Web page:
From the Reading Room – Booming Bookazines, New Novels, and Hot-Wired Histories

Greetings, fellow bookworms! I have a little secret to share. It’s about “The Reading Room.” At nine-years-old, I was introduced to the first novel in a series from one of the world’s greatest thinkers and authors. The book was The Lion, the Witch, and the Wardrobe, and the author was C.S. Lewis.

From that day until now, I have collected over 1,000 novels, histories, devotionals, biographies, and children’s books. All ultimately resulting in the creation of the Reading Room. And British authors, past and current, have written nearly half of the books included in my library. To share and review them with my friends is my intent.

So, without further ado, allow me to introduce the latest category to Mary Loves the UK: The Reading Room!



What to Read for the Upcoming Quarter

To provide my readers with some topic range within my upcoming blog posts, I have chosen three different reading materials to review within the next three months. These materials include the following:

  • Julian Fellowes’s Belgravia, a historical novel
  • Roy and Lesley Adkins’s Jane Austen’s England – Daily Life in the Georgian and Regency Periods, a history book
  • BBC’s The Essential Doctor Who – Adventures in Space, a bookazine, printed in the UK

 

My Californian readers can find British reading material like these at local bookshops, such as the Avid Reader in Davis, or at club stores, such as Sam’s Club in Vacaville. If anyone has the will to join me in reading one (or all three!) of the above, please do! I would love to review these books and magazines as a group.

How to Join in the Discussions

To join in what I hope will become future book discussions, I recommend that my readers who have any interest follow these steps:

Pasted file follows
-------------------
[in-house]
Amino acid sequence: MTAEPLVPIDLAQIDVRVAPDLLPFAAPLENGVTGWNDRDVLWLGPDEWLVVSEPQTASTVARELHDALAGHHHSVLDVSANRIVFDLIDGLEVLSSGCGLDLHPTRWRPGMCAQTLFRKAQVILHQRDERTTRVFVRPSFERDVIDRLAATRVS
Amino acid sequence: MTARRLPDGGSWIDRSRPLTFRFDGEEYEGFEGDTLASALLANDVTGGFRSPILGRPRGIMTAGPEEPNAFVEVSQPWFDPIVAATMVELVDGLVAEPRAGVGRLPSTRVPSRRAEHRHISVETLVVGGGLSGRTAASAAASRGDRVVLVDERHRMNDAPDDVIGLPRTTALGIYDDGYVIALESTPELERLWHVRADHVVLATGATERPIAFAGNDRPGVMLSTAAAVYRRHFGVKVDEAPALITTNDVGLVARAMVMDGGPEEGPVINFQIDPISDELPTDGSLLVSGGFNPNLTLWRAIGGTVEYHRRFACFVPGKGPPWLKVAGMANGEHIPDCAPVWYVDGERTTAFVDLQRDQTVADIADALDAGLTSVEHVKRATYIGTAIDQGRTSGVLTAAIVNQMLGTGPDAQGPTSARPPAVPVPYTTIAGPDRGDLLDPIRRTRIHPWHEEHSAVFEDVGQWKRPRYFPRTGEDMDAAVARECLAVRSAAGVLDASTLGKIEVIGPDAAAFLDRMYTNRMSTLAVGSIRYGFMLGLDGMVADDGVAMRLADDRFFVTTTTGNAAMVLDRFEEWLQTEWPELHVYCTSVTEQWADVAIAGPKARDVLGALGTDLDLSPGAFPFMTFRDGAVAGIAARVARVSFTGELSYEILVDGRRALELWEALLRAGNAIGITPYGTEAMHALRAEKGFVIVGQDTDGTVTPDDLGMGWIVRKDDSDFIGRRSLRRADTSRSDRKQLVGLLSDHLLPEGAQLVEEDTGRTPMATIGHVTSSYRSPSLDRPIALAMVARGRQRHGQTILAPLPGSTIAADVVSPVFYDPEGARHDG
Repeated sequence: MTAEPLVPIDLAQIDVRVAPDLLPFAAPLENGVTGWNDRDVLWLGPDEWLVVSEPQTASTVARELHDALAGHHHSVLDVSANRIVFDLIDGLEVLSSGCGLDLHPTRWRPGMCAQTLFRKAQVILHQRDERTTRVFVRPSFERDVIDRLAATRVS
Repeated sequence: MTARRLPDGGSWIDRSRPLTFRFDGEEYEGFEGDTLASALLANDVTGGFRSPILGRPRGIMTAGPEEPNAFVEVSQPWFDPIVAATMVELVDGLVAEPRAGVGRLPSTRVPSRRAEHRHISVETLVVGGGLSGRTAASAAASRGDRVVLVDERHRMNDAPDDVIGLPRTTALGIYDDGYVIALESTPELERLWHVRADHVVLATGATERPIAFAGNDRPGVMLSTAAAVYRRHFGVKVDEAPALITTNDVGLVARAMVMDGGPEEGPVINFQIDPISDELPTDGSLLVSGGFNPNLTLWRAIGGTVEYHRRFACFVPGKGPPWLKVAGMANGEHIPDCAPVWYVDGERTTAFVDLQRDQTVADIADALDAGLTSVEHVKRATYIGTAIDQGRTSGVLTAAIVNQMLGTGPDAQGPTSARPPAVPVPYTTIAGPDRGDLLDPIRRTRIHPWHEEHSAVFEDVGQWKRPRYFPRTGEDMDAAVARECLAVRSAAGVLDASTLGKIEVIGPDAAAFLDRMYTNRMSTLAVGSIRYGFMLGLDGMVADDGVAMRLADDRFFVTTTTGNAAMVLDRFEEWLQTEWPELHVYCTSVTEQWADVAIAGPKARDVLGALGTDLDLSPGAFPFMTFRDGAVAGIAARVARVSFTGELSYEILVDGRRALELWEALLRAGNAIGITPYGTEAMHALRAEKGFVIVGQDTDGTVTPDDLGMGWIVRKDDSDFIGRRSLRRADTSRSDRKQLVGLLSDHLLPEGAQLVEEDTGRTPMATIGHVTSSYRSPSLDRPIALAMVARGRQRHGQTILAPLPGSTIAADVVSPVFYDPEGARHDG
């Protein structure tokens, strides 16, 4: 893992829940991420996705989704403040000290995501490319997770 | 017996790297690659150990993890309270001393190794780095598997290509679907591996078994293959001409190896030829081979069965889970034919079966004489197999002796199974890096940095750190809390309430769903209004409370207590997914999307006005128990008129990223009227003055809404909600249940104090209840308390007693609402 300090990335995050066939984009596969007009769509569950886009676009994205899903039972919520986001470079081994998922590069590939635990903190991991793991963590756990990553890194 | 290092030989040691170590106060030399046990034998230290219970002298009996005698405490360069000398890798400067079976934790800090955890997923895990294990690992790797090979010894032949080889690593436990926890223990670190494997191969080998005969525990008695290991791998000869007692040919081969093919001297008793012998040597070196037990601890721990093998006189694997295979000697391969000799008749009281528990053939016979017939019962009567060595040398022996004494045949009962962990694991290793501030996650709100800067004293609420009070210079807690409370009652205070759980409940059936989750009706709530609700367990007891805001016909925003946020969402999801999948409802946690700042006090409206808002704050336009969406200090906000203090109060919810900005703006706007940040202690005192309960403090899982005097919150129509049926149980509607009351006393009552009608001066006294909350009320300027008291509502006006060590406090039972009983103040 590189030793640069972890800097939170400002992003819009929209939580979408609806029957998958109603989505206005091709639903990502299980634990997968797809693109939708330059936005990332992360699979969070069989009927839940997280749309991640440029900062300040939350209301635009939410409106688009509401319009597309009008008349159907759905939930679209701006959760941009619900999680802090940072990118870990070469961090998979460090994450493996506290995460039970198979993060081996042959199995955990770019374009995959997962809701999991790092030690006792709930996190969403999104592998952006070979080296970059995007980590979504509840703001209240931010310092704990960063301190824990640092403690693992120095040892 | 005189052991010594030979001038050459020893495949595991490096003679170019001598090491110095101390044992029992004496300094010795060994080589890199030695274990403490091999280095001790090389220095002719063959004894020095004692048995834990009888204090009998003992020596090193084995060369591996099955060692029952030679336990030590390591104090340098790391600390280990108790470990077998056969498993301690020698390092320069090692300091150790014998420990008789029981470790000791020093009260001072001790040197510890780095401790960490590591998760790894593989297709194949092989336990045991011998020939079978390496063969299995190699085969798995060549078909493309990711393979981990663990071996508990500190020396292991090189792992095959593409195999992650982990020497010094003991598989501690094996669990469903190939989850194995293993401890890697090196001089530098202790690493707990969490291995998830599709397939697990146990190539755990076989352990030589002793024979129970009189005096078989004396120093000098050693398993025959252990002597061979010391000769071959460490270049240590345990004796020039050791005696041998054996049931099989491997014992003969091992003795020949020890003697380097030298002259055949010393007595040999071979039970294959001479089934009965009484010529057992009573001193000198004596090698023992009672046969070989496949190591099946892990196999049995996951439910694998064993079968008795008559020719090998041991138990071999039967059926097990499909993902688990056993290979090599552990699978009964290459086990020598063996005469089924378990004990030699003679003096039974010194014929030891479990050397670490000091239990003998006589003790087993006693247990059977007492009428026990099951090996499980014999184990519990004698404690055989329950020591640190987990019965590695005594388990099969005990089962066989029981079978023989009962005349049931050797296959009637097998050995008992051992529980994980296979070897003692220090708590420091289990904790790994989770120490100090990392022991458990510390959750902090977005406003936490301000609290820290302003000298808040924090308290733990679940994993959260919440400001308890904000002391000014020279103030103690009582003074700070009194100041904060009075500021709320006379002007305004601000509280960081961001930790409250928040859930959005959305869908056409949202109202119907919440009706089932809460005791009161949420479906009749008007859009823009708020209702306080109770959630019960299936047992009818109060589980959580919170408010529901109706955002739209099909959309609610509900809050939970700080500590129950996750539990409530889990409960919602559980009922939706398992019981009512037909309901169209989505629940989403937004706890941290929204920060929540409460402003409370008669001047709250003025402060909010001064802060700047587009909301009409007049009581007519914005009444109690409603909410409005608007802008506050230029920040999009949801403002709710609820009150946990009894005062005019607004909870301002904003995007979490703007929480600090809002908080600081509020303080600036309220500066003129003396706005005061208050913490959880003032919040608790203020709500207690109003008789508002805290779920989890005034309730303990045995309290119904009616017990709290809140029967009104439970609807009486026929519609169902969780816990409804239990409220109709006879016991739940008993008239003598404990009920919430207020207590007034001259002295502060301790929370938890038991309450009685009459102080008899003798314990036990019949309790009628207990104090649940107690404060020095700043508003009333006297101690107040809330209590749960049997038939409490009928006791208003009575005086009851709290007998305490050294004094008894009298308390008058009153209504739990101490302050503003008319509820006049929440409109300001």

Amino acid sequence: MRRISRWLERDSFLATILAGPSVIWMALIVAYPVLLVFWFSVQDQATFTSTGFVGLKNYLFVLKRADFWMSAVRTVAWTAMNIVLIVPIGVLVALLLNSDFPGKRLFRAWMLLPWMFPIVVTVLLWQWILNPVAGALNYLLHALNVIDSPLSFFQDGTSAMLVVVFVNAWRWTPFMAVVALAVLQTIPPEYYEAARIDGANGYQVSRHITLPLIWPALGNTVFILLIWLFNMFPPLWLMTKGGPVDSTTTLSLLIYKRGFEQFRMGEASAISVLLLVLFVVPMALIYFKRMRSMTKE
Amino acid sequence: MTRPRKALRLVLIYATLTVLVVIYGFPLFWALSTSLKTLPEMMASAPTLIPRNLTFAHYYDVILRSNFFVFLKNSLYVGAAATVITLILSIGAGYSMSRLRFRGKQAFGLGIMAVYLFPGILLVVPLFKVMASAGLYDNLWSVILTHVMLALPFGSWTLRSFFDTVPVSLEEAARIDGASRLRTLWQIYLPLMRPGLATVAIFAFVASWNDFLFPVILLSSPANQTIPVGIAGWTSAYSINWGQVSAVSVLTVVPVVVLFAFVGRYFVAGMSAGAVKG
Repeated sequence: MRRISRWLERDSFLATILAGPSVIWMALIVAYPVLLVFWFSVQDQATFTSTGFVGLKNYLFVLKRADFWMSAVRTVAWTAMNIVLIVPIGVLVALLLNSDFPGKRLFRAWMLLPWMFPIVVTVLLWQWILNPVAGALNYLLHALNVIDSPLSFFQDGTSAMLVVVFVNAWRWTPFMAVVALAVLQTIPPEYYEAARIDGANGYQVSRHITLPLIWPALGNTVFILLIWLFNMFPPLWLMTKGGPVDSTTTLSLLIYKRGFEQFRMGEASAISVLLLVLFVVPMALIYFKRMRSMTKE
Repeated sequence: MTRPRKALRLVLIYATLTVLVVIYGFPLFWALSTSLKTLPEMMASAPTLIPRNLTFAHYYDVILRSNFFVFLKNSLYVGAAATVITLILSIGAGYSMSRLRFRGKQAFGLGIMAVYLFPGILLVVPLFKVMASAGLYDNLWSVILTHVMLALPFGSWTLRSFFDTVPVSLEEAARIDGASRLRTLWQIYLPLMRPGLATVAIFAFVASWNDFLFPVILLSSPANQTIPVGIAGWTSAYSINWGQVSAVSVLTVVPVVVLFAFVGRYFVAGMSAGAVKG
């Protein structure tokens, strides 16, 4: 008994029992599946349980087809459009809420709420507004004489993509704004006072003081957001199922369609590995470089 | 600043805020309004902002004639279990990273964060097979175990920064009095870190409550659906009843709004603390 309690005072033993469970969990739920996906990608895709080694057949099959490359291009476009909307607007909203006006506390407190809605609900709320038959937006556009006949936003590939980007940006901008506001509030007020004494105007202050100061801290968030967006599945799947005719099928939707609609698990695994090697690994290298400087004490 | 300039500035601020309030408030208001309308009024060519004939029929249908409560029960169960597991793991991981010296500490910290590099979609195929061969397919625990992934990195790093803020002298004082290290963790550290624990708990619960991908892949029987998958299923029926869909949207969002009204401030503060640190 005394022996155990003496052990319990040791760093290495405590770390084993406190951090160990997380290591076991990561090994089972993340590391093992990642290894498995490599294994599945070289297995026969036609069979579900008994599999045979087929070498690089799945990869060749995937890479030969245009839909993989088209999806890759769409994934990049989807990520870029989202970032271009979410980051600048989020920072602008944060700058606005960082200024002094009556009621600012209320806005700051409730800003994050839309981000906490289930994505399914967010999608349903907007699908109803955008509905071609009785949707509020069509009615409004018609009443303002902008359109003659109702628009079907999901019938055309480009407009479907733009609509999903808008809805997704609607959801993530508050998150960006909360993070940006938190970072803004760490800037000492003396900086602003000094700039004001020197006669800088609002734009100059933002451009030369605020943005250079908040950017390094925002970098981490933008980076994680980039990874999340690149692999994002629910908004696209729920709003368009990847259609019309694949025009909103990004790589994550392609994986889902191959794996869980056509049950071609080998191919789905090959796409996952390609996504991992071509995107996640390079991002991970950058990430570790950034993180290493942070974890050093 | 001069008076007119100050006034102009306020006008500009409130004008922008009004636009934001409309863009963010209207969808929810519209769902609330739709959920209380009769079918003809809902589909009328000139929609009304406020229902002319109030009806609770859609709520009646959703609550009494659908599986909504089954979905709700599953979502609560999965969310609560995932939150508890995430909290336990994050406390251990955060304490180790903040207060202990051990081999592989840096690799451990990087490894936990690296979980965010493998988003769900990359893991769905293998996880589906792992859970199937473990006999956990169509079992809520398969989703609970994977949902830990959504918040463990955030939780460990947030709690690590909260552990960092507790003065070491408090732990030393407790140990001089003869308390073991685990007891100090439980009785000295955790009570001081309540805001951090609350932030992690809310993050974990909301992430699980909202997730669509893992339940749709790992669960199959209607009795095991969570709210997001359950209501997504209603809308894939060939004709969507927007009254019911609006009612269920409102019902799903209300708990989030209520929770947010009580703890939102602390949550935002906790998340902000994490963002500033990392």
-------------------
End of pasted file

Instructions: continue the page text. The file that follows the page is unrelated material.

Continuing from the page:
1. Follow me! Located on the bottom right-hand corner should be buttons where my readers can follow my blog, or me, on social media.
  2. Choose the books of interest. No one needs to read every book with me. But, if any of my readers have a preference in the books listed to read, then please let me know!
  3. Read every blog post on the books. I will attempt to write a thorough review on each chapter or section in the reading materials. Hopefully they will assist my readers in the discussion.
  4. Answer the questions at the end of the blog posts. No one can have a discussion without questions! Therefore, though I cannot promise the best or most essential discussion questions, I will try to include some for every chapter to encourage discussion.

 

Have I managed to pique anyone’s interest? I hope so. Reading these British books is a treat I cannot deny myself, and one which I wish to share. But, please, if anyone has a preference as to which book or bookazine I should start reviewing in the Reading Room, let me know in the comment section below!